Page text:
The United States of America was founded on the ideal of freedom from oppression and persecution. Emma Lazarus’s words of hope, “Give me your tired, your poor, your huddled masses yearning to breathe free,” call out across the Atlantic Ocean. Lady Liberty, a symbol of hope and acceptance, lifts her right foot as she moves to welcome those entering the United States. Our symbols and ideals remind us that since our country’s inception, immigrants have been an integral part of the United States.
Early Years of Immigration
In 1891, the Bureau of Immigration was created by Congress to oversee immigrants entering the United States. Refugees were counted as immigrants, as there were no laws restricting the number of people who entered the country. From 1910-1920, thousands of Mexicans fled to the US border due to the violence of the Mexican Revolution. Most of these refugees were allowed into the country and gained permanent residence status.
During the 1920s, two laws were enacted that limited the number of immigrants who were allowed to enter the United States. The Emergency Quota Law of 1921 and The Immigration Act of 1924 set caps on the amount of immigrants who could enter from specific countries. Both acts had lasting effects: during the Holocaust, minorities and Jewish people had difficulty entering the US.
A Refugee Crisis
In the 1930s and ’40s, nearly 7 million people were displaced as a result of World War II and the Holocaust. The refugee crisis was in full effect and most countries could not or would not take in those who were fleeing their homes. On Dec. 22, 1945, President Truman expedited admissions of refugees in the US. In an immense collaboration between the US military, health services, and charitable organizations, the US government developed a process allowing for over 40,000 displaced people to enter the US. The plan further allowed about 1,000 displaced people already in the US to receive permanent resident status.
In 1948, Congress enacted the Displaced Persons Act. This was the first refugee legislation passed by Congress, allowing an additional 400,000 Europeans to find residence and jobs in the US. About 350,000 were admitted to the country through the expiration of the act in 1952.
Additional laws were later enacted to provide entry to those fleeing Communism in countries such as Hungary, Poland, Yugoslavia, China, and Korea. In the 1960s, the United States took in masses of Cuban refugees fleeing the regime of Fidel Castro. By 1975, a massive influx of refugees fled to the US after the Vietnam War. About 130,000 displaced Southeast Asians entered the US and were transported and resettled.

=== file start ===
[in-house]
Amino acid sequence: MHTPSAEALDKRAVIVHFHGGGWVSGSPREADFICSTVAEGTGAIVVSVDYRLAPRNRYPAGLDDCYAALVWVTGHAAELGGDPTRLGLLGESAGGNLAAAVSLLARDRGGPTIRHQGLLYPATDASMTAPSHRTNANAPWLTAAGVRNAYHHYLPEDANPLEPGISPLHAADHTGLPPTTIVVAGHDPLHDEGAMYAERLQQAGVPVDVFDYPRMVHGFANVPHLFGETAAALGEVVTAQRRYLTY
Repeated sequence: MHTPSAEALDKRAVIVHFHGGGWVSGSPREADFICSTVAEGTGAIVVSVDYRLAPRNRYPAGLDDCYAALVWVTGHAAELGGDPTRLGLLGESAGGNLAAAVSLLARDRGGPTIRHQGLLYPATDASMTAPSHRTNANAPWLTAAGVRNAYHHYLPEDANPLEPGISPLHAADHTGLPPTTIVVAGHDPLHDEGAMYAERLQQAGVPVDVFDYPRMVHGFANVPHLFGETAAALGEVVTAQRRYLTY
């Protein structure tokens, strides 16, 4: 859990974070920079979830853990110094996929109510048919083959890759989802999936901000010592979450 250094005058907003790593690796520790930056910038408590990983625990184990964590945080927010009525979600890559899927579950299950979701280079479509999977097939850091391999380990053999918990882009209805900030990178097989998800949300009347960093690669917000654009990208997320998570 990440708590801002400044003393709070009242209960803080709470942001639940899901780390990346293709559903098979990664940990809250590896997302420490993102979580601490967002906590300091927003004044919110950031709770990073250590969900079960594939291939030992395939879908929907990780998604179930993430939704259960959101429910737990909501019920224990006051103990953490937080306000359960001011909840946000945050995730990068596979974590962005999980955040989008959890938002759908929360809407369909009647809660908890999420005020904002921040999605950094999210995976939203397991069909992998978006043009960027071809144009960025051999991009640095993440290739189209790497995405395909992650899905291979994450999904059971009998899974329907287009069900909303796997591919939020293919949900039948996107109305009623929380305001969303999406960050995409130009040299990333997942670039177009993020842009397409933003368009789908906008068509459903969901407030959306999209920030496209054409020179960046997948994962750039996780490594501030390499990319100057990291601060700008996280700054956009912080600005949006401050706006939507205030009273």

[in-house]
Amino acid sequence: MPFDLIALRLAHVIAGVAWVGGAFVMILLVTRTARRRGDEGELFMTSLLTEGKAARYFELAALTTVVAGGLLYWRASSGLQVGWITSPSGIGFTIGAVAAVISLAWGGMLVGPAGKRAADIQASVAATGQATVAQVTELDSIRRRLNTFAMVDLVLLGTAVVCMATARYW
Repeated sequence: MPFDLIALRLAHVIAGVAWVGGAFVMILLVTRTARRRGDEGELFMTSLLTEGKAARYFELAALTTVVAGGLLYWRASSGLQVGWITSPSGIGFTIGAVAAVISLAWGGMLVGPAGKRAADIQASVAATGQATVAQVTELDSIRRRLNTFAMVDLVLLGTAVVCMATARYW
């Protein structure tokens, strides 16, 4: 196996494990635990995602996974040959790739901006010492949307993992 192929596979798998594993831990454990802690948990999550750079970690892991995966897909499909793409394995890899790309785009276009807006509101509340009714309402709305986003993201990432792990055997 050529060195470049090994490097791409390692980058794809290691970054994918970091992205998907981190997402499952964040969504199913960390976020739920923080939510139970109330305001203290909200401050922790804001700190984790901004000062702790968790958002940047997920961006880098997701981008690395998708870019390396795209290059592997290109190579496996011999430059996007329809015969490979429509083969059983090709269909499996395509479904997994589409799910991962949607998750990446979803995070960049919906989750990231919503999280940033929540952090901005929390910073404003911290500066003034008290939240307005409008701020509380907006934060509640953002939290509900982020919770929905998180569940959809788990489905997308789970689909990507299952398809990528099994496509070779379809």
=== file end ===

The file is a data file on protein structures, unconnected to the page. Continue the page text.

Modern Day Challenges
The immense challenge of processing and settling post-Vietnam led Congress to pass the Refugee Act of 1980. The law created the basis for asylum, increased the annual quota of refugees allowed in, broadened the definition of a refugee, and created the Office of Refugee Resettlement. The law also established that the President of the United States sets the annual number of refugees allowed into the United States.
Changes occurred after the terrorist attacks in the US on September 11, 2001. Between 2002 and 2003, the Department of Homeland Security and the Immigration and Naturalization Service (INS) split to form the US Citizenship and Immigration Services (USCIS), Immigration and Customs Enforcement, and US Customs and Border Protection (CBP). In 2002, only 27,100 refugees were resettled in the US.
In 2017, a presidential executive order temporarily restricted refugee resettlement and visa processing for people from the following countries: Iran, Iraq, Libya, Somalia, Sudan, Syria, and Yemen. Today, there are 70.8 million people displaced worldwide. Of those, 25.9 million are considered refugees. Yet, the US is on a steady decrease for refugee resettlement, setting the cap to 85,000 refugees entry in 2016, 54,000 refugees in 2017; 45,000 in 2018 and 30,000 for 2019. This is the most dire refugee crisis since World War II, which makes Carry the Future’s work even more important.
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